- IBD roles involving German and European clients who are active overseas. You'll also be fine at DB if you're working in an investment banking division (IBD) role that involves European (and particularly German) clients operating in Europe or overseas. Deutsche Bank wants to be the "leading European corporate and investment bank," said Sewing. This means having exposure to the U.S. (and Asian) market, but only to the extent that doing so supports European clients.
- Prime broking roles dealing with key clients. While banks like J.P. Morgan and Morgan Stanley have built thriving equities trading businesses on the back of prime broking, Deutsche's prime broking business has never really regained momentum after clients pulled funds in the panic relating to the DOJ fine in late 2016. The bank is now jettisoning any aspirations to be a big prime broking player and just wants to focus on key clients. Now is the time to work with large hedge funds, or not at all.
- Jobs at Deutsche's CIB in Germany. Now is also the time to work for Deutsche in Frankfurt. With proposals to make it easier to fire German bankers without huge severance packages yet to be passed into German law, it's simply too expensive to cut bankers in Germany. "Restructuring will fall outside Germany," said Sewing, because outside Germany it can be, "implemented more readily."
The six Deutsche Bank jobs that stand to disappear or be "rationalized" away:
- U.S rates sales and trading. Remember when Deutsche Bank was busy hiring for its U.S. rates business four years ago? It's had a change of heart. The U.S. rates business will be "significantly reduced" said Sewing today. In fact, people have been dribbling out anyway.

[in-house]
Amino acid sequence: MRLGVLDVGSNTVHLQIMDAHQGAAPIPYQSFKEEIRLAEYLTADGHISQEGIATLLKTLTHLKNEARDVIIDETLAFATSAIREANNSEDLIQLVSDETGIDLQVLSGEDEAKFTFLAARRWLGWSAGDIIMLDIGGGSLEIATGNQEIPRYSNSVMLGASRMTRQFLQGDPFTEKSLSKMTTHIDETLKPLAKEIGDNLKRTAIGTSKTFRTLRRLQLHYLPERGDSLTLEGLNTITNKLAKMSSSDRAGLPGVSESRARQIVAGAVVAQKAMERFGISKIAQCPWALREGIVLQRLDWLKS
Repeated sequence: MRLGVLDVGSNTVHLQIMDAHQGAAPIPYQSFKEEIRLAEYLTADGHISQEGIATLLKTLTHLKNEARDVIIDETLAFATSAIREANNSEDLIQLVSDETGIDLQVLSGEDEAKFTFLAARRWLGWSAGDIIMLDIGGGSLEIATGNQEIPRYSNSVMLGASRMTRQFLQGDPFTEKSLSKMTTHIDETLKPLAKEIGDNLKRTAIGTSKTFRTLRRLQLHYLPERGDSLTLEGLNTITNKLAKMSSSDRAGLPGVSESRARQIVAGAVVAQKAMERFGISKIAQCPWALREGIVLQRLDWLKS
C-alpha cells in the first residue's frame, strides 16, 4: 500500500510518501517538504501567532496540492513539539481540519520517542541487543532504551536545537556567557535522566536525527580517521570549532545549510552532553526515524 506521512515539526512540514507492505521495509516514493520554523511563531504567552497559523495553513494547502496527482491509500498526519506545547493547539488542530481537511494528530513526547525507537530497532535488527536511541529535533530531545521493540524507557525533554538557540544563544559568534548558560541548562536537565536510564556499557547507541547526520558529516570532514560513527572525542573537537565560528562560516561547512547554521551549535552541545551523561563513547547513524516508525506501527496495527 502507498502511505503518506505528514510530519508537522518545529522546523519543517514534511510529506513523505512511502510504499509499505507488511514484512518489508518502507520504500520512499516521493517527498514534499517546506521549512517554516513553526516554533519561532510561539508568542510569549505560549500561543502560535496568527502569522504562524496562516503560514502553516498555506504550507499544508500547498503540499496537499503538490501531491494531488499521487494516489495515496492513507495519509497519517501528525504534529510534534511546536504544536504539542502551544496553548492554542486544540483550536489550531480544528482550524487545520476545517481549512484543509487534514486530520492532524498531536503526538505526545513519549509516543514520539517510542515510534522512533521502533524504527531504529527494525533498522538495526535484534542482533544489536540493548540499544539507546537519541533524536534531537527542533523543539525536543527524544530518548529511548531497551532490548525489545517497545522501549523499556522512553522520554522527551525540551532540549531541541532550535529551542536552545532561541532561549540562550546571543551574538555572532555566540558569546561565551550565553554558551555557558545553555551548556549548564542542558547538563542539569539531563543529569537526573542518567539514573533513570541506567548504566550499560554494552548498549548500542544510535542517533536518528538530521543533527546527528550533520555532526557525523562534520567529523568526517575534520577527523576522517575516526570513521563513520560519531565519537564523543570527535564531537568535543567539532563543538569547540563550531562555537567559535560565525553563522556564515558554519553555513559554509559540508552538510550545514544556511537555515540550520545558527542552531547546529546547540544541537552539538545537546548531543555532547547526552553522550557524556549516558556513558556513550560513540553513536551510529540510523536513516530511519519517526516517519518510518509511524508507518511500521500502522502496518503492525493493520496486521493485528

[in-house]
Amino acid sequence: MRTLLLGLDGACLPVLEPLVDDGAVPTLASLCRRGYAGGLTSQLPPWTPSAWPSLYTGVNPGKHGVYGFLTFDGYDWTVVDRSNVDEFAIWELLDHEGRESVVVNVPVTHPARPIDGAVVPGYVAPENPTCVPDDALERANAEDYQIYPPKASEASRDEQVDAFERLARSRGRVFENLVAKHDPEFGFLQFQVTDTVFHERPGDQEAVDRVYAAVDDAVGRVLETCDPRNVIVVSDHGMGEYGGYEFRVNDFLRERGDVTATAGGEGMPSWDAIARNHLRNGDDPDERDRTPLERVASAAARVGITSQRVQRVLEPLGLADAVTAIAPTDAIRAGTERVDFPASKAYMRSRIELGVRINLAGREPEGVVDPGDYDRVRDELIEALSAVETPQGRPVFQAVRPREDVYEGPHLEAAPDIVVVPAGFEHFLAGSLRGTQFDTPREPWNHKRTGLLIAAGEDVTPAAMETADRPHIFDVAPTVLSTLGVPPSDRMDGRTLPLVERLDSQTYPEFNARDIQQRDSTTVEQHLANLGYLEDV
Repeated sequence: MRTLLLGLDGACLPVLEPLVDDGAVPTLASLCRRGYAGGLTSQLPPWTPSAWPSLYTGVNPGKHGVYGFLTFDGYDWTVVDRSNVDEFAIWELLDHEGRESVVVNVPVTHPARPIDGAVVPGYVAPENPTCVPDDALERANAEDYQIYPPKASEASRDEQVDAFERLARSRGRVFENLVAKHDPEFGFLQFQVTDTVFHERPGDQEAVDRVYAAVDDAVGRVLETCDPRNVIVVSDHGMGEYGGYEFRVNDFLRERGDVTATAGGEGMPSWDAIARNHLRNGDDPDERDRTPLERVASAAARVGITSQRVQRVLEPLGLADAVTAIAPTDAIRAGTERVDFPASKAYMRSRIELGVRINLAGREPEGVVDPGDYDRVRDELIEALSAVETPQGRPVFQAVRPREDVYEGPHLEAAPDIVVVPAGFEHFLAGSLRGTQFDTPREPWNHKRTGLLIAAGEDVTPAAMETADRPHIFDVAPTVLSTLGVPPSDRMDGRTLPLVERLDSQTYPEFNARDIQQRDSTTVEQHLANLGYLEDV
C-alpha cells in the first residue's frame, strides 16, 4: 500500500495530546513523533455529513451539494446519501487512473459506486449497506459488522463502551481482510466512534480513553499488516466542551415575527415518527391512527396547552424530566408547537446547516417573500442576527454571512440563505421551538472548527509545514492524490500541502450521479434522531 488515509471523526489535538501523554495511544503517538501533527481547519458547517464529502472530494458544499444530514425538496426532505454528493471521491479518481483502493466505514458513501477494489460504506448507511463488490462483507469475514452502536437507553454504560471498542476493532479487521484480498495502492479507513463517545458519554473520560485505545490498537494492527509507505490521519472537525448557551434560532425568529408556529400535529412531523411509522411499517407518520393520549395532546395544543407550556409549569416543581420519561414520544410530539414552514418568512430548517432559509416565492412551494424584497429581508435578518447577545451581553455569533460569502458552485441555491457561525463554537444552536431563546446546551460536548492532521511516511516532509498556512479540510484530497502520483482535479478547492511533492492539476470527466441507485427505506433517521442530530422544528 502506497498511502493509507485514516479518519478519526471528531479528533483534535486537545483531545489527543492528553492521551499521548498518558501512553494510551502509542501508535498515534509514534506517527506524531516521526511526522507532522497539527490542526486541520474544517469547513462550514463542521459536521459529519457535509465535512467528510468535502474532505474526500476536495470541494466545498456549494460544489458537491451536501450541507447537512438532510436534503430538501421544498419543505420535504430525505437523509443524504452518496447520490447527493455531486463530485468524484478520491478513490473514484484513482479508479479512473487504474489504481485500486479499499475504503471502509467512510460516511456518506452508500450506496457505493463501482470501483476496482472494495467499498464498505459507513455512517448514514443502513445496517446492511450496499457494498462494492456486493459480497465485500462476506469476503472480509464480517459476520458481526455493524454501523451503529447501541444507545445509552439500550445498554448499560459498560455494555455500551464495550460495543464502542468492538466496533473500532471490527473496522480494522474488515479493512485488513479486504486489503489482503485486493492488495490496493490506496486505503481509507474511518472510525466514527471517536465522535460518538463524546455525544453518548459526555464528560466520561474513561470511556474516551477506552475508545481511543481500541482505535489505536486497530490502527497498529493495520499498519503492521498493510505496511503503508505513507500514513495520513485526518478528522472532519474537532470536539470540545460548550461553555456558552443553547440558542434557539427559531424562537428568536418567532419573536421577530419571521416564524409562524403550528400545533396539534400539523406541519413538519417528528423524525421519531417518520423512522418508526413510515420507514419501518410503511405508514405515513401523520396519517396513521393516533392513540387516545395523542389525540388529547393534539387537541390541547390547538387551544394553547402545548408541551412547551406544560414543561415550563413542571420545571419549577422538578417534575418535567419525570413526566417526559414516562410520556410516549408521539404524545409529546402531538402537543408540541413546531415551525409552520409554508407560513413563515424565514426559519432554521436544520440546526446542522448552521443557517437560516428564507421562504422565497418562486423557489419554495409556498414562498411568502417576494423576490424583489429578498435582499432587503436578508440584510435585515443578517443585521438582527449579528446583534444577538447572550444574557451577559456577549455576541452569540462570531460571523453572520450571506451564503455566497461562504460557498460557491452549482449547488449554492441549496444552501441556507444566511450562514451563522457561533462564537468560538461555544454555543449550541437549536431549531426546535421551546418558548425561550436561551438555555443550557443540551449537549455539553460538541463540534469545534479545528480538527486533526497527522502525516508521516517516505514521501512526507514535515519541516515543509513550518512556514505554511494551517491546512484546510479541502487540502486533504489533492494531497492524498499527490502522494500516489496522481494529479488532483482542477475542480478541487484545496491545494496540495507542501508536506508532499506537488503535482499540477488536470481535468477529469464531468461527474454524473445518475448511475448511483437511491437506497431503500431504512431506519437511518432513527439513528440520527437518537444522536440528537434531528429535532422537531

- Prime broking roles dealing with peripheral clients. Now is not the time to work in Deutsche's prime broking business if your clients are small hedge funds struggling to get by. (See above.)
- U.S. and Asian corporate finance jobs that are purely focused on U.S. clients. Now is also not the time to work for Deutsche's investment bank if you're focused on local U.S. and Asian deals. It's not clear where this leaves all those U.S. bankers hired by Deutsche in areas like healthcare last year. The Financial Times says cuts in the U.S. business are already happening: 300 U.S. based bankers at DB were fired yesterday. More U.S. layoffs are to come.
- U.S. cash equities jobs. Sewing's strategy for equities seems intentionally vague. The equities business is being "scrutinized by the board," but the outcome remains unclear. Even so, you might not want to work in U.S. cash equities at DB now given the heavy competition from more established players like Morgan Stanley and J.P. Morgan. By comparison, Deutsche said today that the U.S. equity derivatives business did well in the first quarter.
- Contractor roles. Deutsche Bank has been cutting contractor roles ever since John Cryan announced strategy 2020 in 2015. They remain a target under Sewing. The banks says that, "expenses for external providers...are set to decline worldwide."
- Infrastructure roles connected to any of the above. Now is not the time to work in product control for the U.S. rates business. Nor is the time to work in client services in prime broking if you spend your time dealing with tiny hedge funds run on a shoestring.